In new research published in Preventing Chronic Disease, researchers from the University of Texas at Austin were intrigued by other studies that noted a spike in casual smoking in recent years. To find out more about very light smokers, they analyzed a sample of 9,789 women between ages 18 and 25 from the 2011 National Survey on Drug Use and Health. The researchers asked the women if they had smoked part or all of a cigarette in the past 30 days; those who said they had were classified as current smokers, while those who hadn’t, but had smoked previously, were considered “former” smokers.

While heavy smoking—a pack a day—has decreased in the U.S., the researchers found that 27% of all people in the study—and 62% of the current smokers—identified as very light smokers, a habit of five or fewer cigarettes a day. It also can mean skipping smoking some days, then picking up a cigarette every so often. In fact, this kind of casual smoking—what many people often refer to as “only smoking when drunk”—has become predominant, particularly because of its perceived lack of health effects, the study authors note. Many light smokers consider smoking “only once in a while” as not harmful; while they understood smoking to be risky, the authors write, they did not consider the risk as high as non-smokers.

Interestingly, a specific group of women emerged as “light” and “very light” smokers: 18- to 20-year-old single women with some college education.

The research team thinks young women entering adulthood are at particular risk for smoking, perhaps because young adulthood is a time of stress and anxiety and because smoking fewer cigarettes is cheaper than a heavier habit.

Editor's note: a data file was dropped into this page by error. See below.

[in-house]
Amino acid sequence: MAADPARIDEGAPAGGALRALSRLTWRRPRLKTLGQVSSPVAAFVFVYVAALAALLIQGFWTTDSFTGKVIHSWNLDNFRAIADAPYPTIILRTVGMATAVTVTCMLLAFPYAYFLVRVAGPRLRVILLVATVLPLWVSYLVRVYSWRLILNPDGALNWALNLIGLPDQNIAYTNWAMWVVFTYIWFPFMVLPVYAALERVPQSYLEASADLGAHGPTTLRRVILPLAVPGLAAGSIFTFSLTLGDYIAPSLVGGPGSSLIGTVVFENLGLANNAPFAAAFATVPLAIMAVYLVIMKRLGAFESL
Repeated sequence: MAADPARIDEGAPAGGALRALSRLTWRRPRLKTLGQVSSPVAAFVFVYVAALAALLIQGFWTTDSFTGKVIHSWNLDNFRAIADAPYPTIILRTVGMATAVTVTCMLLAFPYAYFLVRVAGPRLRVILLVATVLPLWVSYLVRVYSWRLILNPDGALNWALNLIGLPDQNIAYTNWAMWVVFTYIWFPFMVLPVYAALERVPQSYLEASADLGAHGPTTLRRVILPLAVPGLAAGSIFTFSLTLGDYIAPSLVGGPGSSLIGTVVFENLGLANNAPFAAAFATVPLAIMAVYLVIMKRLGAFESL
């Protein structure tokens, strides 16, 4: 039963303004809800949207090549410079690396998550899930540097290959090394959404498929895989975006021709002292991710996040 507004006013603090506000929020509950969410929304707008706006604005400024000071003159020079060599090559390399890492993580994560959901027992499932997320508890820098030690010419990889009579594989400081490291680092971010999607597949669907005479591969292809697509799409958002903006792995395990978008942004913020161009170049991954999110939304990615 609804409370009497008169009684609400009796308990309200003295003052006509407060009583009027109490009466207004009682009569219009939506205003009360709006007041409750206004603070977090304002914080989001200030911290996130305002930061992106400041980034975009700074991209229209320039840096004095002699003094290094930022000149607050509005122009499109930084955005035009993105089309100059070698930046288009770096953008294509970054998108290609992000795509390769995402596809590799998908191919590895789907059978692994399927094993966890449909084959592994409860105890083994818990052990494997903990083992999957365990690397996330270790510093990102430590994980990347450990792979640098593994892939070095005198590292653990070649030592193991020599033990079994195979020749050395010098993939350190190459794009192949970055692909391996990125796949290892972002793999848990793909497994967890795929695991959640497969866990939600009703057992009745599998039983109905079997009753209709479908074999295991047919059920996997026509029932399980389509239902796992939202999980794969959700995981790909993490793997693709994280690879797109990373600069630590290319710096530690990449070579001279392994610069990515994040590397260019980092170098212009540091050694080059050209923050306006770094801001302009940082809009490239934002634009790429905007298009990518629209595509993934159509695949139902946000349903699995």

But even a very light habit isn’t safe, the authors warn. Research has indicated repeatedly that picking up even one cigarette puts a woman at increased risk for health problems. The fact that the women who are smoking lightly tend to be young and of childbearing age is especially worrisome, they note, since smoking can not only affect conceiving and fertility but can also put women at higher risk for disorders such as cancer of the cervix.

Beyond pregnancy effects, very light smokers are susceptible to the same issues that affect heavier smokers, including depression, psychological distress, and dependence on other controlled substances, the study found. And while the research team did not correlate smoking with binge drinking, they found that heavy and light smokers were similar in their patterns of past alcohol bingeing.